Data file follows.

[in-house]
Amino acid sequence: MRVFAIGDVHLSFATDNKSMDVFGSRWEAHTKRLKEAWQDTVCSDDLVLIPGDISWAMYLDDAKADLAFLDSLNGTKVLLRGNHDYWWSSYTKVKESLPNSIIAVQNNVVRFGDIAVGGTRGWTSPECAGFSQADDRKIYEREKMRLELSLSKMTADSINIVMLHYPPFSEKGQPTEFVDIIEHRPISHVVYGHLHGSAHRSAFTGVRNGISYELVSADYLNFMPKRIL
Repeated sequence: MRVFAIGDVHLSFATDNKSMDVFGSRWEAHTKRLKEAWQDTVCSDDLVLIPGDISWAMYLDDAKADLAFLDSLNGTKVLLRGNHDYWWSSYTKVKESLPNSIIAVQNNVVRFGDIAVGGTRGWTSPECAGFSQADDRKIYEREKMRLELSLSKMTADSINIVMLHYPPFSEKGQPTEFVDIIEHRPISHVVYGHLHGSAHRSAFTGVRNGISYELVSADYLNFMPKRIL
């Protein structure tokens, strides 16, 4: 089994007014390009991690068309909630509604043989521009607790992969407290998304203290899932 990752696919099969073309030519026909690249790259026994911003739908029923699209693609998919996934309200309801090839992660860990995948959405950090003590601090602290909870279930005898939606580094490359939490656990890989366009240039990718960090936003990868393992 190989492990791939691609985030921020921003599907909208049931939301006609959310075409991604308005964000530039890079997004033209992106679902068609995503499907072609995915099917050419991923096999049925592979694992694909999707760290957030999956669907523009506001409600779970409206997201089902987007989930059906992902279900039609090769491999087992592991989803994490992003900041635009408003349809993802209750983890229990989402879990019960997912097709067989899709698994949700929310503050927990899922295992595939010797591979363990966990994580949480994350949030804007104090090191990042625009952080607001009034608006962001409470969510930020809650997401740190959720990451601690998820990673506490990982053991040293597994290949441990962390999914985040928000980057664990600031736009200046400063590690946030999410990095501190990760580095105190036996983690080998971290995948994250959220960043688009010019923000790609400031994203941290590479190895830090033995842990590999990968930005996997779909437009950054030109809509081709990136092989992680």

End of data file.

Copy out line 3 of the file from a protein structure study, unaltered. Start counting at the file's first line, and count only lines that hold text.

Repeated sequence: MRVFAIGDVHLSFATDNKSMDVFGSRWEAHTKRLKEAWQDTVCSDDLVLIPGDISWAMYLDDAKADLAFLDSLNGTKVLLRGNHDYWWSSYTKVKESLPNSIIAVQNNVVRFGDIAVGGTRGWTSPECAGFSQADDRKIYEREKMRLELSLSKMTADSINIVMLHYPPFSEKGQPTEFVDIIEHRPISHVVYGHLHGSAHRSAFTGVRNGISYELVSADYLNFMPKRIL